WHEN WE THINK OF SUGARY FOOD, we usually picture things like candy, cake, pie, ice cream, and soda, but there is sugar hiding in many of the foods we buy at the grocery store — even foods we do not think of as sweet. This is bad news for our oral health, because the harmful bacteria in our mouths love all that sugar, whether we know we are eating it or not.
Sugar’s Many Disguises
Unfortunately, finding the sugar in the food we buy is not so simple these days, because it hides behind many tricky-sounding names. Here are some of the terms to look for when checking ingredient lists:
- The “-ose” words: Fructose, sucrose, dextrose, lactose, maltose, glucose. All of these are scientific names for types of sugar molecules.
- The syrups: Corn syrup, high fructose corn syrup, maple/rice syrup, etc.
- The sugars: Brown sugar, malt sugar, cane sugar, beet sugar, coconut sugar, etc. Whether brown or white, liquid or powder, sugar is still sugar.
- The “natural replacements”: agave nectar, honey, evaporated cane juice, fruit juice concentrate, 100 percent fruit juice. While whole fruit is definitely a healthier snack than a candy bar, fruit juice is not any better for your teeth than soda.
While these are the most common disguises sugar may take, there are plenty more. A good clue is in the “added sugars” line on the nutrition labels. Unfortunately, these sugars can be found in everyday foods we often think of as healthy, or at least not unhealthy, like Raisin Bran, fruit-flavored yogurt, ketchup, barbecue sauce, granola, and most types of bread. This is why it is important to always read the labels!
Our Recommended Daily Sugar Intake
With sugar hiding in so much of our food, avoiding it entirely can be a difficult task, but our teeth (and the rest of us) will be healthier and happier if we can keep the overall amount to a minimum. The American Heart Association recommends no more than 25 grams (6 teaspoons) a day for women and 36 grams (9 teaspoons) for men. That might not seem like much, but the good news is that the longer you go with less sugar in your day, the less you will miss it!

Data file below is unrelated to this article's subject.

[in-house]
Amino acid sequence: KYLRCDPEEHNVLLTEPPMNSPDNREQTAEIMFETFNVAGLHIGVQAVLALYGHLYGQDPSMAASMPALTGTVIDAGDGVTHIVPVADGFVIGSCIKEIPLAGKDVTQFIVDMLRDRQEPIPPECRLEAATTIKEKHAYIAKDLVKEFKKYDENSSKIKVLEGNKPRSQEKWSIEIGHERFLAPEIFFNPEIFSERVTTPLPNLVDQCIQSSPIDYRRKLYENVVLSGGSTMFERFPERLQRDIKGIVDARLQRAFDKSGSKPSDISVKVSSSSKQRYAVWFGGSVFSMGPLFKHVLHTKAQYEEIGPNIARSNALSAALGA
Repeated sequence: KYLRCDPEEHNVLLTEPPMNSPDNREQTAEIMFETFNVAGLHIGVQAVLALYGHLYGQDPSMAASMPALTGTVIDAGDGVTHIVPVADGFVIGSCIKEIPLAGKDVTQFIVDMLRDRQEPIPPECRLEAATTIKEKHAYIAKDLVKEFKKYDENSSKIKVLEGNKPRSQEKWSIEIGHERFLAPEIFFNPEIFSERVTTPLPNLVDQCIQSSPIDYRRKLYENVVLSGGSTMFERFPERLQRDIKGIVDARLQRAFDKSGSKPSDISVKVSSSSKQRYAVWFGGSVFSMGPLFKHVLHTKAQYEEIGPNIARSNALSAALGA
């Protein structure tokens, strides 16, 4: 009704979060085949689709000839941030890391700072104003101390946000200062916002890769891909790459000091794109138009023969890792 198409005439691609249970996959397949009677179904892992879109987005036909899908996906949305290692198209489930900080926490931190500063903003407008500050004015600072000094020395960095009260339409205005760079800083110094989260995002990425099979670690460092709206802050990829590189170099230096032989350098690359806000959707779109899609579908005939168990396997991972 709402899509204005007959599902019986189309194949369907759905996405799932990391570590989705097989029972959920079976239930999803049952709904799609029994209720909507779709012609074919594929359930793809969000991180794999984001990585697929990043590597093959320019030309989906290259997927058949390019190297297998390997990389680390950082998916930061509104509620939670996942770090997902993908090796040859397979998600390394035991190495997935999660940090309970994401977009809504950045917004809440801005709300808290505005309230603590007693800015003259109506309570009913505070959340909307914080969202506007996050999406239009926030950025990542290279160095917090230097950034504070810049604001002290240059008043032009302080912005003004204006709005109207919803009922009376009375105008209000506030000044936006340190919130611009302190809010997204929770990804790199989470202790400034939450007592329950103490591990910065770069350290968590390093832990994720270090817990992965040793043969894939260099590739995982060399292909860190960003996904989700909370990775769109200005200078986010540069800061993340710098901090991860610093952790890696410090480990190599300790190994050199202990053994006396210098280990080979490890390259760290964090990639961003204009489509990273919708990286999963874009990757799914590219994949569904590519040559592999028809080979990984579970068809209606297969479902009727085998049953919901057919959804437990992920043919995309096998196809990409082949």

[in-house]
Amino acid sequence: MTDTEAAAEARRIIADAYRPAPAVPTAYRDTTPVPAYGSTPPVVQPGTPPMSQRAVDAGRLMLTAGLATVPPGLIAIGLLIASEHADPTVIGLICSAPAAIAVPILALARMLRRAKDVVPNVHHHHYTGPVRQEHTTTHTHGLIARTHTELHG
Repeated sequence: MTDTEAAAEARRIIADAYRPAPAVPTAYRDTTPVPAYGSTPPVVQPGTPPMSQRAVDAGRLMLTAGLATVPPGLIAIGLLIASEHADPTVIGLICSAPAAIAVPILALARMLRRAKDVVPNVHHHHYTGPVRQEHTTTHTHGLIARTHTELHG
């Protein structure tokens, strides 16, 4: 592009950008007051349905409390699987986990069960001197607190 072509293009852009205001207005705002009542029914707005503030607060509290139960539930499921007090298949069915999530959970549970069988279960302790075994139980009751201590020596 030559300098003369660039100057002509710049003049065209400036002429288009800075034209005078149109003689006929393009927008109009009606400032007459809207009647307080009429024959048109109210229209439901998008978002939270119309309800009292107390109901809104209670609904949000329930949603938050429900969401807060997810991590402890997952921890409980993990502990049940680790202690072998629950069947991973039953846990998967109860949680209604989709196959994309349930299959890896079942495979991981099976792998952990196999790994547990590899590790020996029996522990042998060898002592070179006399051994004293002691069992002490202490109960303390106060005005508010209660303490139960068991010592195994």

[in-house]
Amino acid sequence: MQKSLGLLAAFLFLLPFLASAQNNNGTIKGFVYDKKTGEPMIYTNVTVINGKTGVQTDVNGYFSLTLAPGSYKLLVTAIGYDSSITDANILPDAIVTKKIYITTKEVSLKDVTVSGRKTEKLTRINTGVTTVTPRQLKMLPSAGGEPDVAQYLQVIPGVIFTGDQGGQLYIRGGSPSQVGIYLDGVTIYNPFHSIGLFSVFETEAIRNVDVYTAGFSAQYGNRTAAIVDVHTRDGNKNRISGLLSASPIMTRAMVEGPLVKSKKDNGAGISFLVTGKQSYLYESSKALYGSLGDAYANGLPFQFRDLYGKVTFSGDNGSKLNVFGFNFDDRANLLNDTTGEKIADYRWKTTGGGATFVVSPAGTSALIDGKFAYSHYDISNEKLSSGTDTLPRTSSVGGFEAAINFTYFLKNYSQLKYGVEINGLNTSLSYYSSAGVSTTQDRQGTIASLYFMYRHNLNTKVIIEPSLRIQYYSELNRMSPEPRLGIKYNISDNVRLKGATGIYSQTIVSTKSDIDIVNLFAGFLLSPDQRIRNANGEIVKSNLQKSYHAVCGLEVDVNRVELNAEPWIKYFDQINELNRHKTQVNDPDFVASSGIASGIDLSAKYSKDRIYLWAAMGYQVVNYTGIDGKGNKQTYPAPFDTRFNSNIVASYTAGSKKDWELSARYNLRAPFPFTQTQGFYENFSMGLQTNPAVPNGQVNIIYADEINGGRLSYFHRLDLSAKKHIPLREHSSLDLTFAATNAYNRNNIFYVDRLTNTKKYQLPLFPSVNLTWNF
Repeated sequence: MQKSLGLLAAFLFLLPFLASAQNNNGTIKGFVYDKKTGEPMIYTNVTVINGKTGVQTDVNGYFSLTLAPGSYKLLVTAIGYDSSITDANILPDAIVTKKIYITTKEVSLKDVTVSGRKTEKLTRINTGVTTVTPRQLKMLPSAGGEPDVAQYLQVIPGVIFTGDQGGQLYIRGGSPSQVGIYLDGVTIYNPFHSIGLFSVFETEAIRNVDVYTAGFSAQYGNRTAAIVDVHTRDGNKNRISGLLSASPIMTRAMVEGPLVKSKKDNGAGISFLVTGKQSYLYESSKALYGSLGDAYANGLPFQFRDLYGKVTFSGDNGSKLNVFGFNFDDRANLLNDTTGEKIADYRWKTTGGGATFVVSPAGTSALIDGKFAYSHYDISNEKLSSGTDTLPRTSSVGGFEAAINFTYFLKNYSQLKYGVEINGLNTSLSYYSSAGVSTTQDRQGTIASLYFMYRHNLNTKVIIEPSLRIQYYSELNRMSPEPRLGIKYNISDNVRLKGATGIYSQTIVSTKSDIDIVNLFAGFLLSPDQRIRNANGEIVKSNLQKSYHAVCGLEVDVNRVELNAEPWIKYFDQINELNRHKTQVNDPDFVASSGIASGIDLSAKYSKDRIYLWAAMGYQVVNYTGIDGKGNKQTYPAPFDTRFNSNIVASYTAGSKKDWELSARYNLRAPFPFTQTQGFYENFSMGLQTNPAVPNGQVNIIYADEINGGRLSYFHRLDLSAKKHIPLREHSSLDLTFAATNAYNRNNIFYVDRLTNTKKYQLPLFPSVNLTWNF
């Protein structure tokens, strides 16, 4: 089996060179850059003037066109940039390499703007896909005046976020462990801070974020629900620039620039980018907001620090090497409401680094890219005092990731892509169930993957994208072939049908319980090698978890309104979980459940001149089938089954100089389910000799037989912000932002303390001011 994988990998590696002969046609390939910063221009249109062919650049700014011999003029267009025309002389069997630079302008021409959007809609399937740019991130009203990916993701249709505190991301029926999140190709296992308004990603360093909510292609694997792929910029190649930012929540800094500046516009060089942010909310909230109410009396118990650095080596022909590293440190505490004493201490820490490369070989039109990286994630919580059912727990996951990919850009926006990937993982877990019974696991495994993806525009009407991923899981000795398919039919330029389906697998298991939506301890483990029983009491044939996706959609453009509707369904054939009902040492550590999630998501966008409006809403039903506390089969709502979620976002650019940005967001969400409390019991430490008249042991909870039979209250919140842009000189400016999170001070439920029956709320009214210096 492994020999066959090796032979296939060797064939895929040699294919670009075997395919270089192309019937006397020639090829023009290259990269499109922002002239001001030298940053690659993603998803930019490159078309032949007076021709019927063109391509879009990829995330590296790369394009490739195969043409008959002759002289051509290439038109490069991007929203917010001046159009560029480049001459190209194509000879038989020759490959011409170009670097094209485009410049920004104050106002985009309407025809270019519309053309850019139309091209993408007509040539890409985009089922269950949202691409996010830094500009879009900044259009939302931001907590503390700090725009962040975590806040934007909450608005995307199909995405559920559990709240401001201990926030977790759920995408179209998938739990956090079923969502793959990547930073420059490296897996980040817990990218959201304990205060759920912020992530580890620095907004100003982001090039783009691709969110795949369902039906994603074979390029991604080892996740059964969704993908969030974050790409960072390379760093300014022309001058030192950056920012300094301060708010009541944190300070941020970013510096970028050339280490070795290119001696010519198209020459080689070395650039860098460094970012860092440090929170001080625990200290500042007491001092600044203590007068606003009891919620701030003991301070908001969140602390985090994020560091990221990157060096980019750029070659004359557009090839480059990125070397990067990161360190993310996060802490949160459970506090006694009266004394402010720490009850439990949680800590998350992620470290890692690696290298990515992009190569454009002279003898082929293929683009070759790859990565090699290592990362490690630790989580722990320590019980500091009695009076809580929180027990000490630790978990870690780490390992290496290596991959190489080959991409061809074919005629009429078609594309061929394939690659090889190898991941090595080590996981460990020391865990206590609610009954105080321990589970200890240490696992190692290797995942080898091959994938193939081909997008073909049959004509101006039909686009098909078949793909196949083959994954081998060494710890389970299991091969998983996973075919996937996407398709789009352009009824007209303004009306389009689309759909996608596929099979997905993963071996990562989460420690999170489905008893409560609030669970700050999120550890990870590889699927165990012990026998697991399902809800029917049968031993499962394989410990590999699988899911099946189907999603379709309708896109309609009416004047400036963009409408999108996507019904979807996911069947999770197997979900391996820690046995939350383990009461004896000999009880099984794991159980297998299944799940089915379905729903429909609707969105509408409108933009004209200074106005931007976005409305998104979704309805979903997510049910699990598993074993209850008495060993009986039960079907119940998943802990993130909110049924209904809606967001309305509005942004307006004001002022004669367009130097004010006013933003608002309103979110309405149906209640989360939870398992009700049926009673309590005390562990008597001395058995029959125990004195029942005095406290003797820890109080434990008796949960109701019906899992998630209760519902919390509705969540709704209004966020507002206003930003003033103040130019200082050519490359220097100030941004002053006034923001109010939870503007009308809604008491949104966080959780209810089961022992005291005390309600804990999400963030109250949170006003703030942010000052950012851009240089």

Healthy Sugar Replacements
How we consume sugar is just as important as the amount we consume. The reason whole fruit is healthier than fruit juice is that the sugar in fruit comes with a lot of water and fiber, making it harder for our bodies to absorb. Whole fruit is also more filling, whereas we could drink the equivalent of several oranges in juice and still have room for bacon, eggs, and toast. That is the difference between natural and processed sugars.
But what about when you get those sweet cravings and fruit just will not cut it? That is when sugar-free sweeteners like Stevia, xylitol, and erythritol or low-sugar alternatives like applesauce, bananas, dates, and figs come in handy. You will also have an easier time avoiding those insidious added sugars if you stick to whole foods.
Check On Those Teeth!
Luckily for all of us, cutting down on sugar is not the only way we can take care of our teeth. We can also keep them healthy and bright by brushing twice a day, flossing daily, and scheduling our regular dental cleanings. If it has been more than six months since your last appointment, do not hesitate to schedule your next one today!
Our practice has the world’s sweetest patients!
Top image used under CC0 Public Domain license. Image cropped and modified from original.
The content on this blog is not intended to be a substitute for professional medical advice, diagnosis, or treatment. Always seek the advice of qualified health providers with questions you may have regarding medical conditions.